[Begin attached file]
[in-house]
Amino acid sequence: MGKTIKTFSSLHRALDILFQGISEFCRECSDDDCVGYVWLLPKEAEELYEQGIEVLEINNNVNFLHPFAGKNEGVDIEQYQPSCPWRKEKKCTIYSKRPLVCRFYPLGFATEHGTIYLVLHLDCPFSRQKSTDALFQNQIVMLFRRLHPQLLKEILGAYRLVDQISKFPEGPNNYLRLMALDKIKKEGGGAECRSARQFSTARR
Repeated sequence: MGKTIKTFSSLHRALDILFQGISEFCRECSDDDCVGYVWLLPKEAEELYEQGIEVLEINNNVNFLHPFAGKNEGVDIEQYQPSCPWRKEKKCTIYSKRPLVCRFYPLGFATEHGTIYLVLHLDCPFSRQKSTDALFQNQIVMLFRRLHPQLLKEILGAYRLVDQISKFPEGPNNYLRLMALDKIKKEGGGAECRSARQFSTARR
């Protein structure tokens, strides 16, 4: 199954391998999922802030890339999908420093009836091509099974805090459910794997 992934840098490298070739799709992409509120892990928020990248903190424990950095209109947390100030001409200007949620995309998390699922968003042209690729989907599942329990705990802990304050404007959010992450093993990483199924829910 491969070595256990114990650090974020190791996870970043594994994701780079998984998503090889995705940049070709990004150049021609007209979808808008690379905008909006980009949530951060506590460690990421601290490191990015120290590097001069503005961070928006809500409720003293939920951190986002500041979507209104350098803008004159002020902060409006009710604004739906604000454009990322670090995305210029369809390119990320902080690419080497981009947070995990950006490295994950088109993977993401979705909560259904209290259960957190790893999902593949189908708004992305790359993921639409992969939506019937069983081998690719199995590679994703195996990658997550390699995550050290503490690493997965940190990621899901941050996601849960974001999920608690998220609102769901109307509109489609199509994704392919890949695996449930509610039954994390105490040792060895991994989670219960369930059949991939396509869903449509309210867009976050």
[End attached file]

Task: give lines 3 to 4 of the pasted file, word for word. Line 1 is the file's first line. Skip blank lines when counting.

Repeated sequence: MGKTIKTFSSLHRALDILFQGISEFCRECSDDDCVGYVWLLPKEAEELYEQGIEVLEINNNVNFLHPFAGKNEGVDIEQYQPSCPWRKEKKCTIYSKRPLVCRFYPLGFATEHGTIYLVLHLDCPFSRQKSTDALFQNQIVMLFRRLHPQLLKEILGAYRLVDQISKFPEGPNNYLRLMALDKIKKEGGGAECRSARQFSTARR
């Protein structure tokens, strides 16, 4: 199954391998999922802030890339999908420093009836091509099974805090459910794997 992934840098490298070739799709992409509120892990928020990248903190424990950095209109947390100030001409200007949620995309998390699922968003042209690729989907599942329990705990802990304050404007959010992450093993990483199924829910 491969070595256990114990650090974020190791996870970043594994994701780079998984998503090889995705940049070709990004150049021609007209979808808008690379905008909006980009949530951060506590460690990421601290490191990015120290590097001069503005961070928006809500409720003293939920951190986002500041979507209104350098803008004159002020902060409006009710604004739906604000454009990322670090995305210029369809390119990320902080690419080497981009947070995990950006490295994950088109993977993401979705909560259904209290259960957190790893999902593949189908708004992305790359993921639409992969939506019937069983081998690719199995590679994703195996990658997550390699995550050290503490690493997965940190990621899901941050996601849960974001999920608690998220609102769901109307509109489609199509994704392919890949695996449930509610039954994390105490040792060895991994989670219960369930059949991939396509869903449509309210867009976050």